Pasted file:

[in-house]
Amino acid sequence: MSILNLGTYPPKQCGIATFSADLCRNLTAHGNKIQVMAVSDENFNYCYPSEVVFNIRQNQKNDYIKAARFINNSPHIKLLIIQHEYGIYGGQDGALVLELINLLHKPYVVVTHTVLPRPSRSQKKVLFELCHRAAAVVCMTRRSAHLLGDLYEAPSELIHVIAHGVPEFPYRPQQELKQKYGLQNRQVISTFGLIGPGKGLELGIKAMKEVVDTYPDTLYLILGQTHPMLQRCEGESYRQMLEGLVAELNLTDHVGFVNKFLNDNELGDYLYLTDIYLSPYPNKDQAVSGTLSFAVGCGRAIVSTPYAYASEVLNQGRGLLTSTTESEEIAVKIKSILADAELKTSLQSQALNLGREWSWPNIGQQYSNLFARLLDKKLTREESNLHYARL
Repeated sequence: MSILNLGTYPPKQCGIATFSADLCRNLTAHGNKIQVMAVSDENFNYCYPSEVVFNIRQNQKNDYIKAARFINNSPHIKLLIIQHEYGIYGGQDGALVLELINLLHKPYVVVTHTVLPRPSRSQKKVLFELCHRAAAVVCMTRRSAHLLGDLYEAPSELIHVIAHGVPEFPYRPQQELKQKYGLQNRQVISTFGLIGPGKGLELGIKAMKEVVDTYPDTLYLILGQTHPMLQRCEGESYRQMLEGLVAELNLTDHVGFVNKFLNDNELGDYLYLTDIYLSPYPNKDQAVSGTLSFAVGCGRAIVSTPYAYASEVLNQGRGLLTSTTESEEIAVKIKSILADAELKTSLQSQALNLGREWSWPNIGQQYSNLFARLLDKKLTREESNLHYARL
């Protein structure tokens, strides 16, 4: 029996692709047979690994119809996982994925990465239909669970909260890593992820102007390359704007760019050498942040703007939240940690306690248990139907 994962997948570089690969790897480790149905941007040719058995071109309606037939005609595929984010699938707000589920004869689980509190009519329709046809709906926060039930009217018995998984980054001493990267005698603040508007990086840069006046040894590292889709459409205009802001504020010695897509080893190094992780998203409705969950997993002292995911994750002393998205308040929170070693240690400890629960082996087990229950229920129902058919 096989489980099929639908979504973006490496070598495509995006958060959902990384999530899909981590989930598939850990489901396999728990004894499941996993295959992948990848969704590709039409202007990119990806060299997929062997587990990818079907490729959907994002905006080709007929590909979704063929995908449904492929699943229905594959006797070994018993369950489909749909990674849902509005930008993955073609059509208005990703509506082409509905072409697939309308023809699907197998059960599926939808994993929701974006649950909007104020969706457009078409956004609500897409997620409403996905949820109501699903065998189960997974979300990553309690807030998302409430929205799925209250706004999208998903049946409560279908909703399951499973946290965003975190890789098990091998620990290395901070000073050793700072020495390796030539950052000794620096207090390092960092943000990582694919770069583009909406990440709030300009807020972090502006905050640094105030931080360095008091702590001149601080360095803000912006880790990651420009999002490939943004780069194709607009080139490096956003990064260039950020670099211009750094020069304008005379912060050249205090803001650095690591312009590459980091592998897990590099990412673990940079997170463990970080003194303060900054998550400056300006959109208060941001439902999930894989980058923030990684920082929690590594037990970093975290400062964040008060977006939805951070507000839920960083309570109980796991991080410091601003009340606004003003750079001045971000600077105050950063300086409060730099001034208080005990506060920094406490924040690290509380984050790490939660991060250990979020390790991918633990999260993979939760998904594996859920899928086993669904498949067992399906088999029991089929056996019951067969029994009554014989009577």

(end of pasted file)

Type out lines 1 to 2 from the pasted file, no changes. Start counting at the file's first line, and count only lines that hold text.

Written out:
[in-house]
Amino acid sequence: MSILNLGTYPPKQCGIATFSADLCRNLTAHGNKIQVMAVSDENFNYCYPSEVVFNIRQNQKNDYIKAARFINNSPHIKLLIIQHEYGIYGGQDGALVLELINLLHKPYVVVTHTVLPRPSRSQKKVLFELCHRAAAVVCMTRRSAHLLGDLYEAPSELIHVIAHGVPEFPYRPQQELKQKYGLQNRQVISTFGLIGPGKGLELGIKAMKEVVDTYPDTLYLILGQTHPMLQRCEGESYRQMLEGLVAELNLTDHVGFVNKFLNDNELGDYLYLTDIYLSPYPNKDQAVSGTLSFAVGCGRAIVSTPYAYASEVLNQGRGLLTSTTESEEIAVKIKSILADAELKTSLQSQALNLGREWSWPNIGQQYSNLFARLLDKKLTREESNLHYARL